(Read Part 1 here)
I used to be an avid fan of the show American Idol. On one episode a few years ago, towards the end of the season, one of the most popular young male contestants was singing near the edge of the stage. All the young ladies had crowded around the stage’s edge and were raising their hands as he was singing.
I was struck by that image, and said “it looks like they’re worshiping.”
I was, of course, referring to the resemblance of the TV studio’s concert to any number of youth camp services I’ve attended, but as soon as the words left my mouth, I realized they were true.
Those girls were worshiping. They just weren’t worshiping Jesus.
When God created us, He designed us to worship him, but when we reject him, we inevitably fill that void with something else. Whether or not you realize it, you worship something.
Take a moment a look at Revelation 4 with me, would you? After the prophetic messages for the seven churches in Asia, John’s vision takes on a more glorious dimension. He is ushered into the throne room of the Almighty God.
The Lord is surrounded by living creatures, elders, and angels. Their response to his presence gives us a picture of what worship should look like:
“Day and night they never stopped singing, ‘Holy, holy, holy is the Lord, the all-powerful God, who was and is and is coming!'” And, “as they worshiped the one who lives forever, they placed their crowns in front of the throne and said, ‘Our Lord and God, you are worthy to receive glory, honor, and power. You created all things, and by your decision they are and were created'” (Revelation 4:8, 10, CEV).
What I notice first about this image of those assembled around God’s throne is that everything they’re saying and doing is all about Him.
I was so frustrated last Sunday when I was listening to a Christian radio program billed as “Sunday morning praise.” But the songs were the same as those they play the rest of the time.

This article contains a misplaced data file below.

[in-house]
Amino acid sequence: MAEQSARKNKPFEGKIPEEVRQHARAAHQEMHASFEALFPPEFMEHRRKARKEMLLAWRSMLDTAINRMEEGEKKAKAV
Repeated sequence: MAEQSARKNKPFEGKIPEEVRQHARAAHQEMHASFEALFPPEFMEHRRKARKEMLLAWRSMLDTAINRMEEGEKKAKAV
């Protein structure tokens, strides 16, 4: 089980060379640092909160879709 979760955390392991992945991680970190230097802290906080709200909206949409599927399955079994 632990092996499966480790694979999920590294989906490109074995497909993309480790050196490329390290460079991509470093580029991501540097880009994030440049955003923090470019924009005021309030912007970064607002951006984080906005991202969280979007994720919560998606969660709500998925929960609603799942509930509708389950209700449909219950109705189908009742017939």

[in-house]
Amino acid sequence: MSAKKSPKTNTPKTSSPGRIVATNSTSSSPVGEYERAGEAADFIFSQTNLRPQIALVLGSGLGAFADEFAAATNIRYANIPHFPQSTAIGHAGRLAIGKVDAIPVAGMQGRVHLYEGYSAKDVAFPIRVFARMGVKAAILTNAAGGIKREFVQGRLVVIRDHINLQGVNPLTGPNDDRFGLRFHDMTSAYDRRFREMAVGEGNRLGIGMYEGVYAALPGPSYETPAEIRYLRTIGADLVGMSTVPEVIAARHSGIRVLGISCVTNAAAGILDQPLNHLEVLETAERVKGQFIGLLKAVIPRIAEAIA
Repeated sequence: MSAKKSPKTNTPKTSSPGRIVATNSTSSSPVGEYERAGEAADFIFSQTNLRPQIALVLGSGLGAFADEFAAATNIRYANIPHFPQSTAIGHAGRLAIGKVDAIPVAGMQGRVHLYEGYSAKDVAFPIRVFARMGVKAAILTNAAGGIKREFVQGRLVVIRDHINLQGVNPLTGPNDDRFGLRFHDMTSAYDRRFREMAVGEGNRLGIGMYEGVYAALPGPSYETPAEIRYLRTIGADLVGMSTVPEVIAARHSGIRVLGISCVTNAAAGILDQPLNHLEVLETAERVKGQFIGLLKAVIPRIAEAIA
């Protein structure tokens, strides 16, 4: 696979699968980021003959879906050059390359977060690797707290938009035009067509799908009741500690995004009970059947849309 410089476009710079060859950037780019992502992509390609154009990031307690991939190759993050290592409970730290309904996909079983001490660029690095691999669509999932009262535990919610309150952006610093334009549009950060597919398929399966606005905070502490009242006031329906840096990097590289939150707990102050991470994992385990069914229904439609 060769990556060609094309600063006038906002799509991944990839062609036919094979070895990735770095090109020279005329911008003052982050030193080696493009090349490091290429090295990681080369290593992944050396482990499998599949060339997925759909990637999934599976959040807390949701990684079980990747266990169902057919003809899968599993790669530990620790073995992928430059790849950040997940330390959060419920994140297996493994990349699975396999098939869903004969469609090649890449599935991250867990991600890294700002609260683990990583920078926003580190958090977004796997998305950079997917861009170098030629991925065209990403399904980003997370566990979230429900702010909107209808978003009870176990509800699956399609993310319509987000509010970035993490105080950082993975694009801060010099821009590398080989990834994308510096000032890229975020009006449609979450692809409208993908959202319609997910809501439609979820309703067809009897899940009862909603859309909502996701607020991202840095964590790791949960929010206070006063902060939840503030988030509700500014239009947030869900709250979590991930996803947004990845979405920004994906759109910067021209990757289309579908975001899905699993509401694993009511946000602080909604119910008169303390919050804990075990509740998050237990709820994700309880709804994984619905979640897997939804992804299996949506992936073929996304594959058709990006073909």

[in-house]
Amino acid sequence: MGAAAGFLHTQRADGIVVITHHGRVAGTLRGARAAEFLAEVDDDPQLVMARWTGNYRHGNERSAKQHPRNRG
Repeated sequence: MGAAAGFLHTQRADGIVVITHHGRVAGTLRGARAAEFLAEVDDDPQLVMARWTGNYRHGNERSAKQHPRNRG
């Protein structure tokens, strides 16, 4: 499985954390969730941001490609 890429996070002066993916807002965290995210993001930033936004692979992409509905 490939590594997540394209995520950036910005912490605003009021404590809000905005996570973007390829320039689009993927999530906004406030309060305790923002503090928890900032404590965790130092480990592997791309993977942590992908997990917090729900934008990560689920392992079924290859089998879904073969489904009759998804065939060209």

I see the same dangerous trend happening in our churches. We sing songs that are all about us: our needs, our desires, our love, and we call it worship. We are deceiving ourselves.
Well, to be clear, we are worshiping when we sing those songs. We just aren’t worshiping God. We’re worshiping ourselves. It might make us feel good in the moment, but it isn’t what God wants from us.
The other important thing that I notice about the scene in John 4 is that when confronted with the presence of God, the angels and elders and living creatures did something. They sang. They bowed. They laid their crowns at Jesus’ feet.
I can almost hear some of arguing with me about this one, saying that you can never really tell what is actually going on in someone’s heart.
And that’s true. To a point.
But if you are truly in awe of who God is, and desire to show him your adoration, you will do something. Just like those girls at the American Idol taping who couldn’t contain the excitement of being just feet away from their favorite singer, our encounter with God should compel us to action.
It won’t look the same for everyone. But it definitely will not look like sitting in your chair with your arms crossed, or standing silently with a bored expression on your face.
So when the band starts playing at your church on Sunday, what will you do? Will you complain that the music is too loud? Will you check out because the song was written before 1999? Will you focus on your own problems?
Or will you worship?